plastic water bottleWe know that BPA is bad for pregnant women -- it could lead to behavioral problems in children, it could cause cancer, diabetes, heart problems, and even infertility. The longer you've been exposed to BPA, the harder it could be to get pregnant. Bisphenol A is a toxin that seeps into our system and disrupts our hormones. It shouldn't be anything any of us are around. But it's all around us. And our unborn babies and newborns are naturally most at risk because they are most vulnerable to this toxin due to their size and age.

But the connection between BPA exposure and miscarriage has never been fully discussed until now. And it's alarming.

The new study's results were revealed at the American Society for Reproductive Medicine's (ASRM) annual meeting in Boston and they discovered that pregnant women who had the highest levels of BPA in their blood were much more likely to miscarry than women with low levels.

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Sure we banned BPA from our kids' sippy cups (look for BPA-free on all kids items) but it's still all around us. BPA lines the cans of the food we buy. It's in some plastic bottles and food storage containers. It's in plastics and water pipes and cash register receipts. It's still in some utensils and plates and cups. It's banned in Canada and the European Union. But it's still all over America and it's now linked to causing miscarriages. We think we're doing a good thing by keeping hydrated but the plastic bottle we sip our water out of may be harming us and our unborn baby.

"Many studies on environmental contaminants' impact on reproductive capacity have been focused on infertility patients and it is clear that high levels of exposure affect them negatively," Dr. Linda Giudice, president of ASRM, said in a statement. "These studies extend our observations to the general population and show that these chemicals are a cause for concern to all of us."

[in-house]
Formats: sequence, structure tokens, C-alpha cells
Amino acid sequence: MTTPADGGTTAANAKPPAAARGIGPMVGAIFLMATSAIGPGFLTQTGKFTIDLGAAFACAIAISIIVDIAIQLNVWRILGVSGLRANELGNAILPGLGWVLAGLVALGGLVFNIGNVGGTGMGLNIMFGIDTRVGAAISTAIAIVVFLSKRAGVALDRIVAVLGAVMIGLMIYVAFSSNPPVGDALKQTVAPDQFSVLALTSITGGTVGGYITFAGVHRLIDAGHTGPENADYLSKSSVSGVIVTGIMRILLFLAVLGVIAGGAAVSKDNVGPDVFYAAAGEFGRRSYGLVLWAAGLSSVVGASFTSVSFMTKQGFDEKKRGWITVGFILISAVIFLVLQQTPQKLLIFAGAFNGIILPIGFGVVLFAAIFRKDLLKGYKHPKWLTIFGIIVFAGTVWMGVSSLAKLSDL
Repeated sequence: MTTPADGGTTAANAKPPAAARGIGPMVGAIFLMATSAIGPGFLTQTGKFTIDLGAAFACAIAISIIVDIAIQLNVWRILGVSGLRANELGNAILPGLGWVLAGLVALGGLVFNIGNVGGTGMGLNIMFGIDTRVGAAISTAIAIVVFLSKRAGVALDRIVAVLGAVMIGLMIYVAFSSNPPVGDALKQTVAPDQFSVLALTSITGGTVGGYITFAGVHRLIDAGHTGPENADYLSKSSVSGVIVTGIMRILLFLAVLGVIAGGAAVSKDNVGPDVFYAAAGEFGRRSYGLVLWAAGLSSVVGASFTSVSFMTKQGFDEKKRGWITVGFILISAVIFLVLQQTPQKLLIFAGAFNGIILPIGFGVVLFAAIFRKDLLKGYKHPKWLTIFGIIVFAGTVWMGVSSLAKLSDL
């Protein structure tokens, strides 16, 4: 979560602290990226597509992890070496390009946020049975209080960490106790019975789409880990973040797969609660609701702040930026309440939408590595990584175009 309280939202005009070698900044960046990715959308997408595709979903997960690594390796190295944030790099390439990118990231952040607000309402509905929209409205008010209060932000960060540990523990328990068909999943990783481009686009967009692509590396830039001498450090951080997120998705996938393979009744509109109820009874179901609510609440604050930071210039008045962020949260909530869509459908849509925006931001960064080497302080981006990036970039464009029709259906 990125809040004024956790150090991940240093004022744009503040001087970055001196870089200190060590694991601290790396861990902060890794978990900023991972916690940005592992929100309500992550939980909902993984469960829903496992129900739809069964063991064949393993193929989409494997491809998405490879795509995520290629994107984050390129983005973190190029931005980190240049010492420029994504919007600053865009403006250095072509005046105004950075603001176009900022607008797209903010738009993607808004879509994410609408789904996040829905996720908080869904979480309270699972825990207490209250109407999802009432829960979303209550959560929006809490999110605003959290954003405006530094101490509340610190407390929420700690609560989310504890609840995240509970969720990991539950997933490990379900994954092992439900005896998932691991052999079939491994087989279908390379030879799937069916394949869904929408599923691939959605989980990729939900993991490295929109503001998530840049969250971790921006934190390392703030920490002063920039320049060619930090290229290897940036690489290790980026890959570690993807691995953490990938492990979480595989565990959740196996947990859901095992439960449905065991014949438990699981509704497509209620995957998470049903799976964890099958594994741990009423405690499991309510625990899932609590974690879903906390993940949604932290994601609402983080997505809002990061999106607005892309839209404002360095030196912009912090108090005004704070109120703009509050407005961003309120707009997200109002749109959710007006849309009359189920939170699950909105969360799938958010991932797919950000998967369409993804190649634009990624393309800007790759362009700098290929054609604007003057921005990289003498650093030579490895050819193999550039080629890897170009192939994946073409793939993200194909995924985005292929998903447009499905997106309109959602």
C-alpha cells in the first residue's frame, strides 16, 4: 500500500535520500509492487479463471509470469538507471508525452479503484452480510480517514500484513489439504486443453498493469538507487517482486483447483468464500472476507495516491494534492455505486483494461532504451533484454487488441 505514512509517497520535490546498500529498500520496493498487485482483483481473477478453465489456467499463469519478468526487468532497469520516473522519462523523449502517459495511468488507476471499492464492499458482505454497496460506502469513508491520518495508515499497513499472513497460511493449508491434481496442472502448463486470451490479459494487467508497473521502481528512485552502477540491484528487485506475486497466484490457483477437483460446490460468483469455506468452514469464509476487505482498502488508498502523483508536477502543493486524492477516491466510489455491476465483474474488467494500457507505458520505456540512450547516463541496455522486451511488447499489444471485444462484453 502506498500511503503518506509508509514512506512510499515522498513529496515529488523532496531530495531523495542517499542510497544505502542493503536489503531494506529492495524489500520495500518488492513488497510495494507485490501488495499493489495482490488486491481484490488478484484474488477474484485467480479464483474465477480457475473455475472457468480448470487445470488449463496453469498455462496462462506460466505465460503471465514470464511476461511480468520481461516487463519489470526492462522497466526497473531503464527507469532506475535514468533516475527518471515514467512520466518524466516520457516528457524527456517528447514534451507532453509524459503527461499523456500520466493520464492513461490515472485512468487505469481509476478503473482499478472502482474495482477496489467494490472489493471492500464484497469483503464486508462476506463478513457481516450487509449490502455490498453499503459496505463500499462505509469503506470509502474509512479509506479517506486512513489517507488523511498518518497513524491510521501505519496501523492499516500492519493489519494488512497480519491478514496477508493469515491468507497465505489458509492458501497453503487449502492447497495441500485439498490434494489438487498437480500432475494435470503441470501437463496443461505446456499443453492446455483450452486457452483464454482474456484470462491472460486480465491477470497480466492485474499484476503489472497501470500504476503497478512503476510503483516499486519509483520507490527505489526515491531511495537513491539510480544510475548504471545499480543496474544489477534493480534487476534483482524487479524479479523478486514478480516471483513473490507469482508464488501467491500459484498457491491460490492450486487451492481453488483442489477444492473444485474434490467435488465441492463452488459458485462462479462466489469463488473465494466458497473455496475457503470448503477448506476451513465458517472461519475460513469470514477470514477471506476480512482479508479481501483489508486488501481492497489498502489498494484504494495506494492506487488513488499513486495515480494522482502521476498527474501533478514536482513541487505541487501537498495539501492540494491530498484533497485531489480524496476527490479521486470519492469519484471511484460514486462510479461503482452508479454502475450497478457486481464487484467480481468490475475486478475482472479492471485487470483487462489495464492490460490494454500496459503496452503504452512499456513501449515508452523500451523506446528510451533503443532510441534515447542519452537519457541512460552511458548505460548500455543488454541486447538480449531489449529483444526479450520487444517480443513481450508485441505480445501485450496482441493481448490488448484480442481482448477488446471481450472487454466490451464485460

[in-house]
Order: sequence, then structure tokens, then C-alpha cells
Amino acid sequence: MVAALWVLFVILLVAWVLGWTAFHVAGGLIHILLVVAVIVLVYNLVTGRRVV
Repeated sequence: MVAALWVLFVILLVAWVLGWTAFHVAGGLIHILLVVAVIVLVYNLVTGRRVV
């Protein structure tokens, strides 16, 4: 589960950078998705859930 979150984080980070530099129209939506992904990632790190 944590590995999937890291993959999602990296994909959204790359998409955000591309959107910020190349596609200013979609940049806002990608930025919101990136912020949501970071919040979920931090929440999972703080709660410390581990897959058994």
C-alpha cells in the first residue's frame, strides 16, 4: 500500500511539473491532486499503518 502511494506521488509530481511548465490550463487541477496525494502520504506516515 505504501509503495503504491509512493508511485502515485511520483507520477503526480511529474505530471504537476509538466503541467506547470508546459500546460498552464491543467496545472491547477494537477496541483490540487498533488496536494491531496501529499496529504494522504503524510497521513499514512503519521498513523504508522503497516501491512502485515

The question I can't help but ask is why if something is linked to an increase risk for heart and kidney disease for kids, an increased risk of childhood obesity, an increased risk for certain cancers, stillbirth, premature birth, and now miscarriages ... why isn't it banned more? Why aren't we trying to truly limit our exposure to it? There is too much of it all around us. We are storing the toxin in our body and it builds up and causes us harm.

We are exposed to all sorts of chemicals, but we have to be vigilant to limit the exposure ourselves. To avoid BPA, do not use plastics with recycle codes 3 or 7. Never boil or put hot liquid in plastic containers, and throw out all plastics with scratches because the bacteria that gets into those cracks could release the BPA in the plastic. Good to know. But more needs to be done on a higher level, too.

Does this concern you? Do you think there should be more of a ban on BPA in our food-related products?

 

Image via Iwan Gabovitch/Flickr